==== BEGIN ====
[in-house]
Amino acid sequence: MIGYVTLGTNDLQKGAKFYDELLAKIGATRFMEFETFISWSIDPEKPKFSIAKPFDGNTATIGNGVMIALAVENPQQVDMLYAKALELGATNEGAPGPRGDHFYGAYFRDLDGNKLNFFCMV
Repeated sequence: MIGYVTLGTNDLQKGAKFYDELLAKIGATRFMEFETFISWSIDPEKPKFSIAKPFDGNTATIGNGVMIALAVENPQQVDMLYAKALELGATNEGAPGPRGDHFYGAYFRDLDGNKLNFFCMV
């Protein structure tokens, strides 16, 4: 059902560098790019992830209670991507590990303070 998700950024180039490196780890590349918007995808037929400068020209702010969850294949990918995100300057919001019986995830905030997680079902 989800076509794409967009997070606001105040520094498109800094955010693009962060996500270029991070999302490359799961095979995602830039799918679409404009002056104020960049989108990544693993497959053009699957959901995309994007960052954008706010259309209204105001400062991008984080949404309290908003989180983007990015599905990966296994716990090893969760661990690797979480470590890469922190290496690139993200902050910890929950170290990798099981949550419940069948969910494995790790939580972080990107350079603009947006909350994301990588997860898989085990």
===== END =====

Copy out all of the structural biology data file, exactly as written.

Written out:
[in-house]
Amino acid sequence: MIGYVTLGTNDLQKGAKFYDELLAKIGATRFMEFETFISWSIDPEKPKFSIAKPFDGNTATIGNGVMIALAVENPQQVDMLYAKALELGATNEGAPGPRGDHFYGAYFRDLDGNKLNFFCMV
Repeated sequence: MIGYVTLGTNDLQKGAKFYDELLAKIGATRFMEFETFISWSIDPEKPKFSIAKPFDGNTATIGNGVMIALAVENPQQVDMLYAKALELGATNEGAPGPRGDHFYGAYFRDLDGNKLNFFCMV
């Protein structure tokens, strides 16, 4: 059902560098790019992830209670991507590990303070 998700950024180039490196780890590349918007995808037929400068020209702010969850294949990918995100300057919001019986995830905030997680079902 989800076509794409967009997070606001105040520094498109800094955010693009962060996500270029991070999302490359799961095979995602830039799918679409404009002056104020960049989108990544693993497959053009699957959901995309994007960052954008706010259309209204105001400062991008984080949404309290908003989180983007990015599905990966296994716990090893969760661990690797979480470590890469922190290496690139993200902050910890929950170290990798099981949550419940069948969910494995790790939580972080990107350079603009947006909350994301990588997860898989085990």